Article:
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CFA level 3 candidate. Avid small cap and macro follower. Keen on a special situations and distressed investing. Currently seeking entry into the asset management industry. No prior professional investing experience. Follows New Value investing ethos.
  • This Is How The Rupee Tumbles 0 comments
    Aug 28, 2013 5:25 AM

    The recent tumble in developing market currencies made headlines on all major financial bulletin boards. The focus of this article is the Indian rupee. (click to enlarge)

    Fig 1. USD/INR rate

    (click to enlarge)

    Fig 2. India's current account balance since 1990

    The economic crisis caused GDP growth and risk adjusted returns to fall dramatically in developing economies. India's large and persistent current account deficit was bound to cause a devaluation of its currency. However, quantitative easing (QE) in the US and austerity in Europe resulted in a low risk adjusted rate of return in developed markets. Thus, in the pursuit of higher returns, investors were happy to ignore the weak fundamentals across developing markets.

    US yields are expected to rise with the winding down of QE and risk free rates will once again reach levels where investments in riskier developing markets are not necessary. The resulting capital flight due to this expectation is the biggest factor behind the tumbling exchange rates.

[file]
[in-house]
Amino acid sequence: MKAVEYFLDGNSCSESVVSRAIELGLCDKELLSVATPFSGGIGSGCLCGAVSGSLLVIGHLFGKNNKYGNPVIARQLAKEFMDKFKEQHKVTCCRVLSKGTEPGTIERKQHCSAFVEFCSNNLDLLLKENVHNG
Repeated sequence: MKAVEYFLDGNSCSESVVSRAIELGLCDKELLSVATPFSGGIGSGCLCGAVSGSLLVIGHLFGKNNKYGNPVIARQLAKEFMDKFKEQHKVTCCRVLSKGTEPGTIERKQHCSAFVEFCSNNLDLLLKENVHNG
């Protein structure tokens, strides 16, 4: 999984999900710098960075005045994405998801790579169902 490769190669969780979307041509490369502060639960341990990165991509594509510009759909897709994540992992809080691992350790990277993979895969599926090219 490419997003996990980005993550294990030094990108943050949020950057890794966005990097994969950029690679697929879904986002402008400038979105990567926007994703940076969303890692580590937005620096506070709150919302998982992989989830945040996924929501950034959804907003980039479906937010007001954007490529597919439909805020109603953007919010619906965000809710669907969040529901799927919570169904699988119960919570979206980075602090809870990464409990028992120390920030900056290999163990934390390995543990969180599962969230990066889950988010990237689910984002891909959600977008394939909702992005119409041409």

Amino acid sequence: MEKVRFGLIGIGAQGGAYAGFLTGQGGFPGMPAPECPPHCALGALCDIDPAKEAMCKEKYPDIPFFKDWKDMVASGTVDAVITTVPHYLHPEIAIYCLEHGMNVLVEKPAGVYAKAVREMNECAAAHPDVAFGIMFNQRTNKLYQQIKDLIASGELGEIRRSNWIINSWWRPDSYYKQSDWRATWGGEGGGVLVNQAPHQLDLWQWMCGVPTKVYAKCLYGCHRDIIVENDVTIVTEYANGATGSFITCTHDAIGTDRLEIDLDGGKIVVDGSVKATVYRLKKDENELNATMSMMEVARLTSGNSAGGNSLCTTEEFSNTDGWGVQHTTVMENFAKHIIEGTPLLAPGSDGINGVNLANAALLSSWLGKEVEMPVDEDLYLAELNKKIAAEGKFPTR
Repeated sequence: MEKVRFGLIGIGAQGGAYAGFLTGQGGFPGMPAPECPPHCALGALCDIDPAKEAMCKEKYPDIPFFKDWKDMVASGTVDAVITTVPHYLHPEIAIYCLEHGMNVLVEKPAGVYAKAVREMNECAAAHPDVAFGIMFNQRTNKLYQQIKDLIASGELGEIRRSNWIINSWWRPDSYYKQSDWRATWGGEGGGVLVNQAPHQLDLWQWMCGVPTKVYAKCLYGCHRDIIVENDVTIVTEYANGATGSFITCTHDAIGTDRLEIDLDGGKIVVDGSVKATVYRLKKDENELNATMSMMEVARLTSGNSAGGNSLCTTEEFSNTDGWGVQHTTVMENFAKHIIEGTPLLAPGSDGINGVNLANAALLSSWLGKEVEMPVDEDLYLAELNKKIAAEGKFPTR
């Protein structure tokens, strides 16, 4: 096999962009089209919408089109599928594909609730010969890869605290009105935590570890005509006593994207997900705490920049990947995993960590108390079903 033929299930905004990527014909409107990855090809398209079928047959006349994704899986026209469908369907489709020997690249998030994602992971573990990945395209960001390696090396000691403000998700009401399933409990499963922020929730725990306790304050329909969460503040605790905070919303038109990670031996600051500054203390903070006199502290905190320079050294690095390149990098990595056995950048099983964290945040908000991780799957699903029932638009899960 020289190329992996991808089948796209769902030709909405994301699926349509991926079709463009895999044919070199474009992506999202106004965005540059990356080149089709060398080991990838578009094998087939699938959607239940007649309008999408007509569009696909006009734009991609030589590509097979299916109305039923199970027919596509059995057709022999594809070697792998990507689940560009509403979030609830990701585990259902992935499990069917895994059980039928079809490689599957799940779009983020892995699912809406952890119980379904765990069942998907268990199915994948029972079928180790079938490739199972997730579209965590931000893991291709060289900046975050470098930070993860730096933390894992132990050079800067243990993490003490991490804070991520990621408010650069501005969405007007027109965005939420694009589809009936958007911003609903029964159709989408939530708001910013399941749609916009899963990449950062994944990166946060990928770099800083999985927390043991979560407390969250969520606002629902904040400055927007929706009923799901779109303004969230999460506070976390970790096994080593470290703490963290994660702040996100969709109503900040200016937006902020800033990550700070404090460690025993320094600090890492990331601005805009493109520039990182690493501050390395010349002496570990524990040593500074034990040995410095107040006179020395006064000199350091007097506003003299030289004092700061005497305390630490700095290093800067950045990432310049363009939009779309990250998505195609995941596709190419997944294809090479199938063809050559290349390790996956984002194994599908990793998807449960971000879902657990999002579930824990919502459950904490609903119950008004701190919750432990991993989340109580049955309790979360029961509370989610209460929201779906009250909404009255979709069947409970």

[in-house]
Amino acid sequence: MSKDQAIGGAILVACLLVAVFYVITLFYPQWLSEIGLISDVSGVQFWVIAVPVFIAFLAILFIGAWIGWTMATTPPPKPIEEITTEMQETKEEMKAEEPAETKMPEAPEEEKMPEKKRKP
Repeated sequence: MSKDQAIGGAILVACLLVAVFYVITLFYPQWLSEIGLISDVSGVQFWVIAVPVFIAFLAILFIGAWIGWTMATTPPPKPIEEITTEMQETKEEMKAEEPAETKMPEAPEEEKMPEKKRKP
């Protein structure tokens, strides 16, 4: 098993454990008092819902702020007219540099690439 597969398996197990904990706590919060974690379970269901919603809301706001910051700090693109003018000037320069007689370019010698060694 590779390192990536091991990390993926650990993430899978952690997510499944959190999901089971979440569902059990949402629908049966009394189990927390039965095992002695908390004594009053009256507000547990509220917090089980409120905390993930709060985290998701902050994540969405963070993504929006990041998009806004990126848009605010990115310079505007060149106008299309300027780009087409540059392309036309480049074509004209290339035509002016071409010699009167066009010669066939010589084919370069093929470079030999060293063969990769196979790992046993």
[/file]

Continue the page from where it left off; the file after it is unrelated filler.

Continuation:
This devaluation is driven by fundamentals: an unsustainable current account deficit and low risk adjusted return on investments. But the government's policy to stabilize the rupee is not senseless.

    1. The foreign (dollar denominated) debt for the Indian government stood at $346 billion as of December 2012, a devalued currency would make the interest payments on these loans much more costly.
    2. We can show that the Marshall-Lerner condition is not satisfied among India and its largest trading partners: the GCC and the US. This means a devaluation of the currency will adversely affect the current account balance. Highly inelastic import demand is the main cause for this.
    3. Weak global fundamentals (especially in Europe) mean that exporters cannot take advantage of a weaker currency since export demand is still limited.
    4. Attempts to strengthen the currency by raising rates and tightening liquidity (the RBI is on a weekly Rs.22 billion bond selling spree) should help tackle the country's rampant inflation (5.79% in July 2013).
    5. A weak rupee also raises the costs of subsidies for imported fuel and food which can worsen the already dire budget deficit and further increase headline inflation.

    (click to enlarge)

    Fig 3. External debt in million USD

    Most market participants however, will point out the following:

    1. Forward rates point to the rupee nearing 68 vs. the dollar in one year. Since this level is far above the current rate the government will have a hard time even containing the rupee's fall.
    2. The government will have to take on more debt to fund rupee purchases and keep risk free rates attractive. This will deplete foreign exchange reserves also.